Birth Preparedness and Complication Readiness among Pregnant Women Attending Antenatal Care Clinics in Public Health Facilities, Harari Region, Eastern Ethiopia
Background: Nearly three million women are dying each year from complications of pregnancy and childbirth. Most of these deaths are occurring in low and lower-middle-income countries. Evidence indicates that promoting birth preparedness and complication readiness has importance in averting maternal morbidity and mortality. Therefore, this study aimed to assess factors associated with birth preparedness and complication readiness practice among pregnant women attending antenatal care clinics in public health facilities, Harari region, Eastern Ethiopia.
Methods: Facility-based cross-sectional study was conducted among pregnant women attending antenatal care from April 01 to May 30, 2018. A systematic random sampling technique was used to select 419 study-participants. A pretested questionnaire was used to collect data. The data were entered into EpiData Version 3.1 and exported to Statistical Package for the Social Sciences Version 21 for analysis. Bivariate and multivariable logistic regressions were done to identify factors associated with the practice of birth preparedness and complication readiness. The adjusted odds ratio at a 95% confidence interval was used for the final interpretation of statistical significance.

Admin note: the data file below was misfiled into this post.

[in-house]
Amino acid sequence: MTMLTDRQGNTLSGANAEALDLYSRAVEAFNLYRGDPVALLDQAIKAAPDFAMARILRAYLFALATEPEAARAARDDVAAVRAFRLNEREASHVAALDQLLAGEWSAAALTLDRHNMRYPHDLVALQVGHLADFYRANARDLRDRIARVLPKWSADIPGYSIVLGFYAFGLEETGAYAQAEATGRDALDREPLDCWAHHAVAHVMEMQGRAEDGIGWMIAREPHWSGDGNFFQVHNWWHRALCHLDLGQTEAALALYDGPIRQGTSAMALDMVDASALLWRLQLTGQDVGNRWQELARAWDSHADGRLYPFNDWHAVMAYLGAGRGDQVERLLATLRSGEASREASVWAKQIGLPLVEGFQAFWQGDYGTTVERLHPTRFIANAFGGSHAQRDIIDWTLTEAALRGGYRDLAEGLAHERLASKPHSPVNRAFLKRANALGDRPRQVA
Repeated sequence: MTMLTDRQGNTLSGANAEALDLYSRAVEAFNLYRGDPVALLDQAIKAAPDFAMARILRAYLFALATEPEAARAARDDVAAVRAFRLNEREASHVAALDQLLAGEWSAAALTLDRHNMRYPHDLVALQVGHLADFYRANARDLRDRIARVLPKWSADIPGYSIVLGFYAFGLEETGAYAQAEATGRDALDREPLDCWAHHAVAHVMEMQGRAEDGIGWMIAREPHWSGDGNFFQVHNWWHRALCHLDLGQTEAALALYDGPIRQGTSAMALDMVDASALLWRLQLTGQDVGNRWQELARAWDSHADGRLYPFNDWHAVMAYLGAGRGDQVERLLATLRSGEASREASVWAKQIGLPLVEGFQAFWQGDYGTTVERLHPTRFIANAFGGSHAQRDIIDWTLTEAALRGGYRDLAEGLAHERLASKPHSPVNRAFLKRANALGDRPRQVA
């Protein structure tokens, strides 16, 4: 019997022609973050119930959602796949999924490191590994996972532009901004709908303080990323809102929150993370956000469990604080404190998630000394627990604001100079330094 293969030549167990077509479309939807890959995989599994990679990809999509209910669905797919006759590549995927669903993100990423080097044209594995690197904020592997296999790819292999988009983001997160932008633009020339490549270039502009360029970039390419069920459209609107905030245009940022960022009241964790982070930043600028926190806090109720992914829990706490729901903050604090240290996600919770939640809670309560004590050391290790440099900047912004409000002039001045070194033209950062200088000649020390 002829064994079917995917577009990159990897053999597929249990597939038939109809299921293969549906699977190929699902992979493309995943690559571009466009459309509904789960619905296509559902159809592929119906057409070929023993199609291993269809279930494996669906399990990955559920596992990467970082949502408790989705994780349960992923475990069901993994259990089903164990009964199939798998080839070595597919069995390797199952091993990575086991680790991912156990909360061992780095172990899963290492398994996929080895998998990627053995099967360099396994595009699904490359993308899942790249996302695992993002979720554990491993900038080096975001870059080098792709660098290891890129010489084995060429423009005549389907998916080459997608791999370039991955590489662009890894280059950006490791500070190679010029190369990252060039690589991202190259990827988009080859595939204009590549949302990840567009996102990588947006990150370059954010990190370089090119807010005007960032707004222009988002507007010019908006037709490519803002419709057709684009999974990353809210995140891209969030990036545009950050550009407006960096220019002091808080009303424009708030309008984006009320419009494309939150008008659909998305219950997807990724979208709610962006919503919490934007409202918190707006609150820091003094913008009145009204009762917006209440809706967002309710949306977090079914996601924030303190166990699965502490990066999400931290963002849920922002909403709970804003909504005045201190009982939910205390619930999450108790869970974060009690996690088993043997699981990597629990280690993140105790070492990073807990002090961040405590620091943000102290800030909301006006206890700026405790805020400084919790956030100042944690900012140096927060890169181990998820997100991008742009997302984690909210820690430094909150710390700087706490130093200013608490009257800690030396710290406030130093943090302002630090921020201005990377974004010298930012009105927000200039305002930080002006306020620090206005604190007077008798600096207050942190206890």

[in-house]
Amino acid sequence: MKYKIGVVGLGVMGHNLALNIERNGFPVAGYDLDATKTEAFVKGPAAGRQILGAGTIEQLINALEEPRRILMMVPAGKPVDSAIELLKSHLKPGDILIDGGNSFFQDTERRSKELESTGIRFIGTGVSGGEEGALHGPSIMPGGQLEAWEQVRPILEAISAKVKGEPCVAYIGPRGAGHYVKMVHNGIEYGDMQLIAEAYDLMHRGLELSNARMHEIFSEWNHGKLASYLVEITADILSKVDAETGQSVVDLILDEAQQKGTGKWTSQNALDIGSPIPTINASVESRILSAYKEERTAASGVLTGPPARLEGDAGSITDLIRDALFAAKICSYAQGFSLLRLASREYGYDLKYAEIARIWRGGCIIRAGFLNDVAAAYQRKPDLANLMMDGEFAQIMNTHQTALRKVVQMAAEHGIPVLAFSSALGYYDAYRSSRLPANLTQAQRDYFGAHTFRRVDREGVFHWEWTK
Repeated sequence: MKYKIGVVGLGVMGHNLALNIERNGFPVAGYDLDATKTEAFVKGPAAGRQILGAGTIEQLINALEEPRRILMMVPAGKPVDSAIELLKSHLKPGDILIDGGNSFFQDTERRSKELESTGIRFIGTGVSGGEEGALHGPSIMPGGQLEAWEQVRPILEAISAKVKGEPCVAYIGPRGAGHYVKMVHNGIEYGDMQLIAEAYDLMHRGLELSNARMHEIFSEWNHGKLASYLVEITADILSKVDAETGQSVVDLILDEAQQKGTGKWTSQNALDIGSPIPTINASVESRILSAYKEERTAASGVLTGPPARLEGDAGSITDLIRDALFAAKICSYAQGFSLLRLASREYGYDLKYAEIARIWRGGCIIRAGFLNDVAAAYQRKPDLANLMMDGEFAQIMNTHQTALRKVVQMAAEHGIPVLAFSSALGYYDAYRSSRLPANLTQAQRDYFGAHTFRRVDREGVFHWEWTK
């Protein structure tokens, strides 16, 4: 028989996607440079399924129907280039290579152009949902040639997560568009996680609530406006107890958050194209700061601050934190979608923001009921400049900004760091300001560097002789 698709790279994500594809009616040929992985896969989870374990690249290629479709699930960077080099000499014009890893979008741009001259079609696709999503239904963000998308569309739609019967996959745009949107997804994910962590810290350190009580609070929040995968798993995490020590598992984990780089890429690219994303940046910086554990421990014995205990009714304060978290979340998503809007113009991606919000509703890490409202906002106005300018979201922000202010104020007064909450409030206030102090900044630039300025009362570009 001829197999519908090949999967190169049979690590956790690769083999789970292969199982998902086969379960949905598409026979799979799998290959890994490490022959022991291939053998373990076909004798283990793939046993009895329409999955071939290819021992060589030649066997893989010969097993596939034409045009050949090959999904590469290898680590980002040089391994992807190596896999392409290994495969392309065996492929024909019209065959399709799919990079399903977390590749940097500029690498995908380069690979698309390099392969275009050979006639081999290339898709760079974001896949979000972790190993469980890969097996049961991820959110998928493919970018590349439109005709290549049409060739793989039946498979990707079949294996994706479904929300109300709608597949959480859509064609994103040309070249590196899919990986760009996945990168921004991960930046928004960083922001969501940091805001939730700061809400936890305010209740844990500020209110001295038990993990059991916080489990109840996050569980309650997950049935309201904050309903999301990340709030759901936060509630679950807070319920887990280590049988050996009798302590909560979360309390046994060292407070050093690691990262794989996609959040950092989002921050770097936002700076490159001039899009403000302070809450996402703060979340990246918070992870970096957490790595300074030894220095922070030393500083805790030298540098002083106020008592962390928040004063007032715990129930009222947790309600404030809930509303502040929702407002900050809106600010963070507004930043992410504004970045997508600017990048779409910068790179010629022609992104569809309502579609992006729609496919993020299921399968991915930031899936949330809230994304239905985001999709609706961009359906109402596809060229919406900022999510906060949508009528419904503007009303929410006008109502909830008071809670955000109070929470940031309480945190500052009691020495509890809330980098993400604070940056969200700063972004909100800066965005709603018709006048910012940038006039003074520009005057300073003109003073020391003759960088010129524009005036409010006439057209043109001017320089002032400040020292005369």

Results: Birth preparedness and complication readiness among pregnant women was 52.1% (95% CI: 47.2, 56.9). Participants’ age ≥35 (AOR=3.62; 95% CI: 1.95, 10.96), being an urban resident (AOR=3.61; 95% CI: 1.46, 8.96), having planned pregnancy (AOR=3.64; 95% CI: 2.17, 6.09), ever heard about birth preparedness and complication readiness (AOR=1.77; 95% CI: 1.08, 2.92), having knowledge about obstetric danger signs during pregnancy (AOR=3.27; 95% CI: 1.88, 5.69), and having knowledge about obstetric danger signs during childbirth (AOR=6.10; 95% CI: 2.60, 14.31) were found to be significantly associated with the practice of birth preparedness and complication readiness.
Conclusion: The proportion of pregnant women who were prepared for birth and complication readiness was low. Women’s age ≥35, urban resident, planned pregnancy, prior information about birth preparedness and complication readiness, having knowledge of obstetric danger signs during pregnancy and childbirth were the positively associated factors. Therefore, health information dissemination on birth preparedness and complication readiness; obstetric danger sign during pregnancy, and childbirth should be provided at the community and institutional level.
Keywords: Antenatal care; Birth preparedness; Complication readiness; Ethiopia; Pregnant women